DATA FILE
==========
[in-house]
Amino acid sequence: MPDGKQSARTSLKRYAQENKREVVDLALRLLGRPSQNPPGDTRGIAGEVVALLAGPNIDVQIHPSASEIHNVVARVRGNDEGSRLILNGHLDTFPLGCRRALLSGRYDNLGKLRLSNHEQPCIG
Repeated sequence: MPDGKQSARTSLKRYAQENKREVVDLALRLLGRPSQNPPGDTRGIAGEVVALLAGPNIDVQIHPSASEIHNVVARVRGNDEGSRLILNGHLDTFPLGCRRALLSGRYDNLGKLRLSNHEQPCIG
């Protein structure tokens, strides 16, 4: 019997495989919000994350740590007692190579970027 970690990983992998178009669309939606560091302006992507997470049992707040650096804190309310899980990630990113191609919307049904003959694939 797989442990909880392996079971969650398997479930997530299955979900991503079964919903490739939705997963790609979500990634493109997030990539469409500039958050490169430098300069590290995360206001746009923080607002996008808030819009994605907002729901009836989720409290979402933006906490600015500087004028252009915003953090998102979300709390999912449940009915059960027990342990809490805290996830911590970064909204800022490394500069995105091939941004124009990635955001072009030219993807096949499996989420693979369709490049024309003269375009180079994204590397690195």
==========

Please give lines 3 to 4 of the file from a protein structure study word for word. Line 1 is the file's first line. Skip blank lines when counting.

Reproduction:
Repeated sequence: MPDGKQSARTSLKRYAQENKREVVDLALRLLGRPSQNPPGDTRGIAGEVVALLAGPNIDVQIHPSASEIHNVVARVRGNDEGSRLILNGHLDTFPLGCRRALLSGRYDNLGKLRLSNHEQPCIG
């Protein structure tokens, strides 16, 4: 019997495989919000994350740590007692190579970027 970690990983992998178009669309939606560091302006992507997470049992707040650096804190309310899980990630990113191609919307049904003959694939 797989442990909880392996079971969650398997479930997530299955979900991503079964919903490739939705997963790609979500990634493109997030990539469409500039958050490169430098300069590290995360206001746009923080607002996008808030819009994605907002729901009836989720409290979402933006906490600015500087004028252009915003953090998102979300709390999912449940009915059960027990342990809490805290996830911590970064909204800022490394500069995105091939941004124009990635955001072009030219993807096949499996989420693979369709490049024309003269375009180079994204590397690195």